Bernard Duterme et al. Zapatisme: la rébellion qui dure. Alternatives du Sud. Paris: Centre Tricontinental and Éditions Syllepse, 2014. Chronology. Notes. Index. 205pp.
All of those who are interested in social movements, especially indigenous movements, in Latin America and in particular in the Zapastista Army of National Liberation (EZLN) will want to read this important collection of essays published in French by experts and analysts from several countries: Zapatisme: la rebellion qui dure (Zapatismo: the Rebellion that Lasts). (Those who do not read French can, using the authors’ names given below, find English or Spanish language versions of some of the essays in this collection on line at various sites.) This book is part of the excellent Alternatives du Sud (Alternatives of the South) series which publishes four titles each year dealing with issues and movements in the Global South. Other recent books (also all in French) are titled: Narco-traffic: The “Drug War” in Question; The State of Resistances in the South: Peasant Movements; Social Welfare in the South: The Challenges of a New Impetus; and, Mining Industries: Extraction at any Price?
Zapatisme is a reflection on the Zapatista movement on the twentieth anniversary of the Chiapas Rebellion which it led in 1994. The occasion for writing several of these essays was the authors’ participation in one of the Escuelita zapatista (Zapatistas Little School) sessions held in August and December 2013 and in January 2014. In those escuelitas rank-and-file Zapatistas explained to those in attendance, many of whom were illustrious foreign intellectuals, the Zapatista movement’s new perspectives. The authors of these accounts of the schools and the movement are people who place themselves on the side of the indigenous people in their struggle for social justice and wish to encourage others to do so as well. These essays, based not only on the authors’ expertise but also on their observations of the movement, provide us not only with an update but also with a reflection on its past experience and its current status, and, therefore, allow us to form an opinion about its likely future.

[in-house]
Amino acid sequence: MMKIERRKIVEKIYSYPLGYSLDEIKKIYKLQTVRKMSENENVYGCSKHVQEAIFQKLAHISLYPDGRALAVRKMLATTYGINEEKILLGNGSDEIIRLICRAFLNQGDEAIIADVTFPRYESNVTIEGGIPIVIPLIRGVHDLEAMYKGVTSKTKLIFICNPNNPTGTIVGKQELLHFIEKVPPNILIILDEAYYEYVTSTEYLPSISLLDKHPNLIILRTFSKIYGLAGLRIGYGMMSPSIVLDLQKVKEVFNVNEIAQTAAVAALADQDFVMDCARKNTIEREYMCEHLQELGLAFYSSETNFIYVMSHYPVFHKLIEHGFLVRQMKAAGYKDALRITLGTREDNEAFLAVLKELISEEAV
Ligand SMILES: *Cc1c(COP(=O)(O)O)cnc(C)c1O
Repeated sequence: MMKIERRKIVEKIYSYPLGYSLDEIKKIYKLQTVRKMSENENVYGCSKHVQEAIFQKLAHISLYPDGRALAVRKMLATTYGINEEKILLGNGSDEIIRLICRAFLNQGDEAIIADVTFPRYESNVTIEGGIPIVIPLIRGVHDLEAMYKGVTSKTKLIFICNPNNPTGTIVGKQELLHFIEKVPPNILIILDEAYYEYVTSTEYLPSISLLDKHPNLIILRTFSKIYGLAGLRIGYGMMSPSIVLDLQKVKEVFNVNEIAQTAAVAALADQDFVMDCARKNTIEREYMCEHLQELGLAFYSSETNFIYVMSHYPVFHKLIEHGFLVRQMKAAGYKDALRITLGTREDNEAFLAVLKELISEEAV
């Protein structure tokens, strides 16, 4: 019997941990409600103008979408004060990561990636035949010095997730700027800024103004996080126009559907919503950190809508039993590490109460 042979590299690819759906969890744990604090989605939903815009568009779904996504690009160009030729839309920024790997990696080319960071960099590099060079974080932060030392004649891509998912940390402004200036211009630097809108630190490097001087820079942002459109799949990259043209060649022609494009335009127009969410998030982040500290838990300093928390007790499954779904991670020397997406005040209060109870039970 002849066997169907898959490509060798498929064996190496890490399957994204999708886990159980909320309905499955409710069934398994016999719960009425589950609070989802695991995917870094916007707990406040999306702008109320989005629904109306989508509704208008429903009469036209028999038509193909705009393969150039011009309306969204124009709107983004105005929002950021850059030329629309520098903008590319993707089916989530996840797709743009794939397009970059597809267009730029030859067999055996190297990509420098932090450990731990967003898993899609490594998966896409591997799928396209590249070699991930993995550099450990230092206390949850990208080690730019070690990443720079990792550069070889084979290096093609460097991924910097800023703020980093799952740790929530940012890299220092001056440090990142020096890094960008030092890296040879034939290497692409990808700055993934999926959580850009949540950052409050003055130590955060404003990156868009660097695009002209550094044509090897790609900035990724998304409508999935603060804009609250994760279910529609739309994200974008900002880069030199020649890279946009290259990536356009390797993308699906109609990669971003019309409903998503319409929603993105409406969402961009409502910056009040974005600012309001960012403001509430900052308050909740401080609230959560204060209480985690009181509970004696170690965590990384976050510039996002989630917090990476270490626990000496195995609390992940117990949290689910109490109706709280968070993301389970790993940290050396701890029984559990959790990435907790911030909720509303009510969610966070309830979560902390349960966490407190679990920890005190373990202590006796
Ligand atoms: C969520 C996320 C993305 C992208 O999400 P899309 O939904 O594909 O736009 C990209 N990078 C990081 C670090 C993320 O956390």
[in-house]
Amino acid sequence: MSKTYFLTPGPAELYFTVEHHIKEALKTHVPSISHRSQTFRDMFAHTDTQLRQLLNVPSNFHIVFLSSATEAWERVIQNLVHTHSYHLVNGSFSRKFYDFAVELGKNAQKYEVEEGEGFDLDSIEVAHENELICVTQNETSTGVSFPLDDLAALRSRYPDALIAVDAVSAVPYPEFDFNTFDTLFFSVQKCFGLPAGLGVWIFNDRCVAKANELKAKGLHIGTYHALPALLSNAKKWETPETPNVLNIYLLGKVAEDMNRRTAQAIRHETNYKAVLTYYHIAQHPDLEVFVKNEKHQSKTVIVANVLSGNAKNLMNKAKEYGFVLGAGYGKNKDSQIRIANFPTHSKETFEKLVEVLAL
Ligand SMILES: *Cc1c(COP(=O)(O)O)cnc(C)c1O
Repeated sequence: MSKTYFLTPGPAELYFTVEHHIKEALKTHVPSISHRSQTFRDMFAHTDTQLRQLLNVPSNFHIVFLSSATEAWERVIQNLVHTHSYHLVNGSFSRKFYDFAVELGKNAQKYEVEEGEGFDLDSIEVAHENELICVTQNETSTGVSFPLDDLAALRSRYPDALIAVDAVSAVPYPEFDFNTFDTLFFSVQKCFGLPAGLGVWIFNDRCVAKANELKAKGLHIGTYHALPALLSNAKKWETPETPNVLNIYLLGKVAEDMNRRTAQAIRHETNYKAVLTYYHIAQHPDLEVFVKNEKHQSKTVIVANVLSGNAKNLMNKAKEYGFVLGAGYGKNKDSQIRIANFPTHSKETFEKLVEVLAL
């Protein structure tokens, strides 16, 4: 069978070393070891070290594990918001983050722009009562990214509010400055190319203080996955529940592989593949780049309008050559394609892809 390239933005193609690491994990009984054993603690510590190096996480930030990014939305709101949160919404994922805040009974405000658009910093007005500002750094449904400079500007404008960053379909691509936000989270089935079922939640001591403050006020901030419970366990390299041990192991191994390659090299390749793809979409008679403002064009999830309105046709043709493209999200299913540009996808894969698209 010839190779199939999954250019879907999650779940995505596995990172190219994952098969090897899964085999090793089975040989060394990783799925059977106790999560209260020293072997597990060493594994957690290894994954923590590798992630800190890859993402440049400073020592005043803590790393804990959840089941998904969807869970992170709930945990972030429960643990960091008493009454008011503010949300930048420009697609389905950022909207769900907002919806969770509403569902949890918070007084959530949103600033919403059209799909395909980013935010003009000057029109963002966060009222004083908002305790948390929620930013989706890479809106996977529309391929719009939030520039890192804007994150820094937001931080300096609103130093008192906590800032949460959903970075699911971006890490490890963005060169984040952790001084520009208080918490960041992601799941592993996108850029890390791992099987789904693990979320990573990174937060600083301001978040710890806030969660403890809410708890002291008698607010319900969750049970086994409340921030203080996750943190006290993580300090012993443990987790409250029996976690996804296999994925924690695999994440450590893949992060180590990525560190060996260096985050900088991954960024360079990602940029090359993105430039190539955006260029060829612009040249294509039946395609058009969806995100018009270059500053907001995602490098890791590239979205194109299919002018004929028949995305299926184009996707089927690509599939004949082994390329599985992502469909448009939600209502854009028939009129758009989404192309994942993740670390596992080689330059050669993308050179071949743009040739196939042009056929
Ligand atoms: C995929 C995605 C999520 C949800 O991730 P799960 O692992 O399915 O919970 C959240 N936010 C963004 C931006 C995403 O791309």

I find this a tremendously informative book, though, in general, I am in fundamental disagreement with the authors’ outlook. The editor, Bernard Duterme, and the authors—Gilberto López y Rivas, Neil Harvey, Alejandra Aquino Moreschi, Raúl Zibechi, Jérôme Baschet, Sylvia Marcos, Gustavo Esteva, Alicia Castellanos Guerrero, and Fernando Matamoros Ponce—tend to find in the Zapatista experience an admirable struggle for social justice and in some cases suggest it may represent some sort of model for other movements in other contexts. They largely ignore the important question of whether or not it represents a model for revolutionary leadership and action, which was the EZLN’s starting point when it was founded in 1983. I recently published my more critical assessment of the Zapatista movement and can only say that information gleaned from this book only strengthens my doubts about the EZLN, its usefulness as a model for other movements, and especially its autonomist strategy. The most romantic accounts in this collection, however, also lead me to question the methods of some of the authors, who it seems to me, make bold assertions without any actual evidence to support their claims.